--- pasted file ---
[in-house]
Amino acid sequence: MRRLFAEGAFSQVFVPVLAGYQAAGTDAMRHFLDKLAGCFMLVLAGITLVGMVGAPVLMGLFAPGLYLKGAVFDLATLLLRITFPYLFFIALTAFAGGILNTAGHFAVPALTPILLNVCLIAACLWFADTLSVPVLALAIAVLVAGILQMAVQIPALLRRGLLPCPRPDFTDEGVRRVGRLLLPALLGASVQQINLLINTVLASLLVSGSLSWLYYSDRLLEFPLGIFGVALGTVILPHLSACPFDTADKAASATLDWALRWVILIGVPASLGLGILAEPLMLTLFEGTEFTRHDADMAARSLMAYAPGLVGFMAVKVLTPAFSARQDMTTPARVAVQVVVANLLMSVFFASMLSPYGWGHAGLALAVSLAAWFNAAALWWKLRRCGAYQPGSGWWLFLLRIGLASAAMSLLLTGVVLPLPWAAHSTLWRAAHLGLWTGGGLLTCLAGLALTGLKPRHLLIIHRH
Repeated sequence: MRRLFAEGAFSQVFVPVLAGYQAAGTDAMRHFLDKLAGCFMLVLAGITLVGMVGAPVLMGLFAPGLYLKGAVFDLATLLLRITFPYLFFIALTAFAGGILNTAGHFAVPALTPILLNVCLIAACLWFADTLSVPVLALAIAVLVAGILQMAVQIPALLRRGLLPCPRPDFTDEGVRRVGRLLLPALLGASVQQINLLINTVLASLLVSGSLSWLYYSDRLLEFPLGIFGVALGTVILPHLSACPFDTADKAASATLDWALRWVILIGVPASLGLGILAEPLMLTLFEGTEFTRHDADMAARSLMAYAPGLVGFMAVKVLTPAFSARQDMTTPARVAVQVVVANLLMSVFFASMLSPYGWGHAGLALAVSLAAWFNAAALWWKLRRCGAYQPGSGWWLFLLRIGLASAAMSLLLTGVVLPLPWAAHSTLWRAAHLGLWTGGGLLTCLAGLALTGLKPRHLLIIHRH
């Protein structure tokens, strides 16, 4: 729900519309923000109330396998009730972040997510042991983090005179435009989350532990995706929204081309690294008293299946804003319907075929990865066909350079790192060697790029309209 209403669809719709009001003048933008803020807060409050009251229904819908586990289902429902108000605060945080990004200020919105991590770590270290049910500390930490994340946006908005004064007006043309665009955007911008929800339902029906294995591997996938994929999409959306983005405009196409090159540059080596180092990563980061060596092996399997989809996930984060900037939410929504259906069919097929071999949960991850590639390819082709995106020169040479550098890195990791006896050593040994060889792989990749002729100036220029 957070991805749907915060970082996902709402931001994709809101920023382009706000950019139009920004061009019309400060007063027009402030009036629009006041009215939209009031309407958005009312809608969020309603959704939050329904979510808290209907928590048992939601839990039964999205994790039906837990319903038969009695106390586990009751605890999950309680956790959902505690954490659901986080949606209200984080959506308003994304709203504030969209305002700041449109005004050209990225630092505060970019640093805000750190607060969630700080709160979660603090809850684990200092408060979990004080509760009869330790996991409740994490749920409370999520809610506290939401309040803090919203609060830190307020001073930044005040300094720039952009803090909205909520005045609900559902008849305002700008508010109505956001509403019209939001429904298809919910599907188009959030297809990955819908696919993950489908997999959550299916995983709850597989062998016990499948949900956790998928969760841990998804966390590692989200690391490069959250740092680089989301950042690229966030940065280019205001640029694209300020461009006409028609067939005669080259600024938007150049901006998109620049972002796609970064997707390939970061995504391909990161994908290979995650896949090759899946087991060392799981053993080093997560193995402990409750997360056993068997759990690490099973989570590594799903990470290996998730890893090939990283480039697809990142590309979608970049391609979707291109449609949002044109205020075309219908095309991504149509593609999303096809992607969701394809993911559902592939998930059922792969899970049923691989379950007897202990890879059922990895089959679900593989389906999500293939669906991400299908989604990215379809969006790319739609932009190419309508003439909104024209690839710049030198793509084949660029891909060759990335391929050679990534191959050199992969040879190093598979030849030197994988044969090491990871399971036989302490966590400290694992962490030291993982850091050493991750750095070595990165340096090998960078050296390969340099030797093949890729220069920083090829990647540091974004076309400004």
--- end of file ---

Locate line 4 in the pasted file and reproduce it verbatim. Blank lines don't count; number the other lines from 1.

């Protein structure tokens, strides 16, 4: 729900519309923000109330396998009730972040997510042991983090005179435009989350532990995706929204081309690294008293299946804003319907075929990865066909350079790192060697790029309209 209403669809719709009001003048933008803020807060409050009251229904819908586990289902429902108000605060945080990004200020919105991590770590270290049910500390930490994340946006908005004064007006043309665009955007911008929800339902029906294995591997996938994929999409959306983005405009196409090159540059080596180092990563980061060596092996399997989809996930984060900037939410929504259906069919097929071999949960991850590639390819082709995106020169040479550098890195990791006896050593040994060889792989990749002729100036220029 957070991805749907915060970082996902709402931001994709809101920023382009706000950019139009920004061009019309400060007063027009402030009036629009006041009215939209009031309407958005009312809608969020309603959704939050329904979510808290209907928590048992939601839990039964999205994790039906837990319903038969009695106390586990009751605890999950309680956790959902505690954490659901986080949606209200984080959506308003994304709203504030969209305002700041449109005004050209990225630092505060970019640093805000750190607060969630700080709160979660603090809850684990200092408060979990004080509760009869330790996991409740994490749920409370999520809610506290939401309040803090919203609060830190307020001073930044005040300094720039952009803090909205909520005045609900559902008849305002700008508010109505956001509403019209939001429904298809919910599907188009959030297809990955819908696919993950489908997999959550299916995983709850597989062998016990499948949900956790998928969760841990998804966390590692989200690391490069959250740092680089989301950042690229966030940065280019205001640029694209300020461009006409028609067939005669080259600024938007150049901006998109620049972002796609970064997707390939970061995504391909990161994908290979995650896949090759899946087991060392799981053993080093997560193995402990409750997360056993068997759990690490099973989570590594799903990470290996998730890893090939990283480039697809990142590309979608970049391609979707291109449609949002044109205020075309219908095309991504149509593609999303096809992607969701394809993911559902592939998930059922792969899970049923691989379950007897202990890879059922990895089959679900593989389906999500293939669906991400299908989604990215379809969006790319739609932009190419309508003439909104024209690839710049030198793509084949660029891909060759990335391929050679990534191959050199992969040879190093598979030849030197994988044969090491990871399971036989302490966590400290694992962490030291993982850091050493991750750095070595990165340096090998960078050296390969340099030797093949890729220069920083090829990647540091974004076309400004």